I do relate to what is uncommon, what is unexpected. How I got to Columbia, what I did during it (try house cleaning the dirtiest of NYC apartments and nude modeling for art classes :P) to name a few. Nude modeling…let’s go into that a little bit. Actually I love the dropped jaw effect when I tell people I did nude modeling. I remember laughing with my college friends joking that I was young and desperate for money (nope), which is why I participated. Truth is I never really cared to make clear to them what it meant to me since they seemed quite content with joking. After spending time at nude beaches with Sis and friends back in Cali, I wasn’t at all uncomfortable to take my clothes off in front of people in an art class. In fact it was empowering to see student artists transform me into a glorifying and beautiful art portrait (sort of like Rose in Titanic). Rather than being like the naked or near naked sexy women gracing the covers of numerous magazines or TV shows for the sake of just being sexy, I was valued for the inspiration I gave for shading, emotion and grace of the woman’s body. Now I know how different this post comes off as from other ones (they were mostly about biking). And yes, there are some who probably are squirming from discomfort with the idea of nude modeling. But I’m not here to convince anyone of anything about that profession. More to use it as an example, a real and honest example of how encouraging it is to do something you’re not comfortable with, that you never thought you could or would do.

If a person even knew how I struggled as a young girl with my image, they’d be amazed at how far I’ve come.As a young girl I was so conscious of my body. I wouldn’t even wear v-neck shirts or shorts because I felt people would judge my neck length (thought it was too long) or legs (they’re quite muscular ;)). I adapted to long sleeves and pant legs whenever I could, and even practiced placing my hands on my face to cover what I used to consider defects (my beauty marks). My relatives thought something was wrong with me when I wouldn’t even want to wear shorts at the beach. During the time period where my sister would be dressing up quite sexy (you’re hot sis!!) to go out with friends, I began to reassess what it was I thought about myself. I found I thought quite low of myself. It was down the road after I began questioning my self-esteem that I was introduced to the nude beach concept. That’s right folks. A nude beach: a mixture of old and young folk (mostly old…they care the least) running around in their birthday suits playing volleyball or catching waves. While they may raise eyebrows or receive disapproval from conservative parents, their happiness level was up a few notches than the average beachgoer. I mean the women didn’t even have to worry about what their figure looked like in their bathing suits. They just didn’t wear one to skip the annoyance.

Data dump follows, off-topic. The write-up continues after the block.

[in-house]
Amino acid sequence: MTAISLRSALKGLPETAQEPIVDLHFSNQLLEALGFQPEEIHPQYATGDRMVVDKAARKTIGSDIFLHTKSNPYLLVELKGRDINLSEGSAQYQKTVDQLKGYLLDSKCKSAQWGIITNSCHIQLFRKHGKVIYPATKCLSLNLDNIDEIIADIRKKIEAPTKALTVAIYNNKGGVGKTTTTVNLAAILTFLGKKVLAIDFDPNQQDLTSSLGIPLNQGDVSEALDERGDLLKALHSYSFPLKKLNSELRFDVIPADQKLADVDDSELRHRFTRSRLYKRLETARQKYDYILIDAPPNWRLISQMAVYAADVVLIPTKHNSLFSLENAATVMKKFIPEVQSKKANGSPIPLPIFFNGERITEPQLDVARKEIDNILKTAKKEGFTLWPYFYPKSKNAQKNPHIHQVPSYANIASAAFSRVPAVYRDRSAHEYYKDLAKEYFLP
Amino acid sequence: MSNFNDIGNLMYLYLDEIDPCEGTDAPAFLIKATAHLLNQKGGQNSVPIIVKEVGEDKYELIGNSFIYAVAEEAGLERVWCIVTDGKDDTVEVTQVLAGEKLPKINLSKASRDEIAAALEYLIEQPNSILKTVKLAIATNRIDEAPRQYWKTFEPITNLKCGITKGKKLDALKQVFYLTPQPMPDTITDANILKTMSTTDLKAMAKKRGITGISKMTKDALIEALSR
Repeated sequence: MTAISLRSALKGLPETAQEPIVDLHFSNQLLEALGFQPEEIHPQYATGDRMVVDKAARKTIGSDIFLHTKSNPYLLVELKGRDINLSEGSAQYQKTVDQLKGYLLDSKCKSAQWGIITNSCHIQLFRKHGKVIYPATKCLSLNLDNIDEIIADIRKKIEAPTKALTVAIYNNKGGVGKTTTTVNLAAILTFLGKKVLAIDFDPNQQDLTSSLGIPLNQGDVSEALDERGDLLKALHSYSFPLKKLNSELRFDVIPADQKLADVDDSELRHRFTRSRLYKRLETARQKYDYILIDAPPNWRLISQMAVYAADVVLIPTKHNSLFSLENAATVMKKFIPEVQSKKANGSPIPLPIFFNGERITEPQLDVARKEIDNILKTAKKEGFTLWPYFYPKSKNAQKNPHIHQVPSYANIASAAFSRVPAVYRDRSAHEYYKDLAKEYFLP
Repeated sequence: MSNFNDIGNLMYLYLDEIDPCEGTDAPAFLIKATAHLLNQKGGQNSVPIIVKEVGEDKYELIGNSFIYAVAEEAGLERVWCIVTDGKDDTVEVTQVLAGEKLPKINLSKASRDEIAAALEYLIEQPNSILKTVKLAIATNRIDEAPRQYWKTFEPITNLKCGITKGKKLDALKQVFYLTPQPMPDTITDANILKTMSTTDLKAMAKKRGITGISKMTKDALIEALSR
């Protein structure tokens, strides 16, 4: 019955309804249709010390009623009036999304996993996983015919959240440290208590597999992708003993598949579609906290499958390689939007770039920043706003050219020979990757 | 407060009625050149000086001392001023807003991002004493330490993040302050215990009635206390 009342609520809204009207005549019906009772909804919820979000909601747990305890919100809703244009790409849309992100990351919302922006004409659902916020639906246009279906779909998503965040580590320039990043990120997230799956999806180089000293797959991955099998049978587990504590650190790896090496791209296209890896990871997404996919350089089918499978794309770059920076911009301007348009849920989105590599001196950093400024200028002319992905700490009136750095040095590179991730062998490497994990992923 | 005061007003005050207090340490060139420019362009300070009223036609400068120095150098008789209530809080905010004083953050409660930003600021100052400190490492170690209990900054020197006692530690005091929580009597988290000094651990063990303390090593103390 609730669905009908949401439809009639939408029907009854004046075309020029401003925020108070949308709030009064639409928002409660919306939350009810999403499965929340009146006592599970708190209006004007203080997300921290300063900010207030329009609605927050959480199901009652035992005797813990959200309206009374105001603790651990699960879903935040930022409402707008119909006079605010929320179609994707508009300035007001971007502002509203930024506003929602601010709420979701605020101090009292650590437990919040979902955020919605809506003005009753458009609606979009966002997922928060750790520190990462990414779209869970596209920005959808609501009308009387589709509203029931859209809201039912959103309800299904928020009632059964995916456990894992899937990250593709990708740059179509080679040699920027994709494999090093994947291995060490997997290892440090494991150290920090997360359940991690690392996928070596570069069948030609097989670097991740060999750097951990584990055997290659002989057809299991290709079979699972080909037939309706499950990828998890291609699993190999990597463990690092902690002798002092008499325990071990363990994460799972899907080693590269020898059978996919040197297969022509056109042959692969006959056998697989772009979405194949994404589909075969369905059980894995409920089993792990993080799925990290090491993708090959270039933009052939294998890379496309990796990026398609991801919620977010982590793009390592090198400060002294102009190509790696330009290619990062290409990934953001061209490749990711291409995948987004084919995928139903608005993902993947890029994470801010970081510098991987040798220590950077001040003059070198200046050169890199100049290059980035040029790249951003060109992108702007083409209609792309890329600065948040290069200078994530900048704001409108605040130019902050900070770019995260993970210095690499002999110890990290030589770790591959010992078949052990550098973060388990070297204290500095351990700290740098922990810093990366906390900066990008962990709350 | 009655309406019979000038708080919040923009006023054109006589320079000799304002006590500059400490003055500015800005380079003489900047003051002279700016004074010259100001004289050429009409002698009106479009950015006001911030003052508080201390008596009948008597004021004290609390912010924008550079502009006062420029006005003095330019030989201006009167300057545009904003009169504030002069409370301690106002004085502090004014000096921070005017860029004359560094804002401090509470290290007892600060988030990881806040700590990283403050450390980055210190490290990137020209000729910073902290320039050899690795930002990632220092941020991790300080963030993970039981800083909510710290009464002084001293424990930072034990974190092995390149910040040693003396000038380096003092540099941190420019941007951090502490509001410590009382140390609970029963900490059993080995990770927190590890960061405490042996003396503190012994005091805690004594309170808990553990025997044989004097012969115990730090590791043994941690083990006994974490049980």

When I first arrived to one, that’s when I saw I was limited in what I do. By the way, this isn’t some Chicken Soup for Myself Blog or some self-help article. For god sakes I’m talking about a nude beach being inspiration for part of my confidence ;)…it’s hilarious and awesome. I don’t like limits, especially ones that bear down on your confidence and dreams. So there you go…at that point I was drained for always feeling people judged my looks and said to hell with it all! I went running towards the water ready to be a mermaid (not the Disney version)! Now granted that’s not how all people overcome their body self-esteem issues ;), but it was the best thing I did for myself.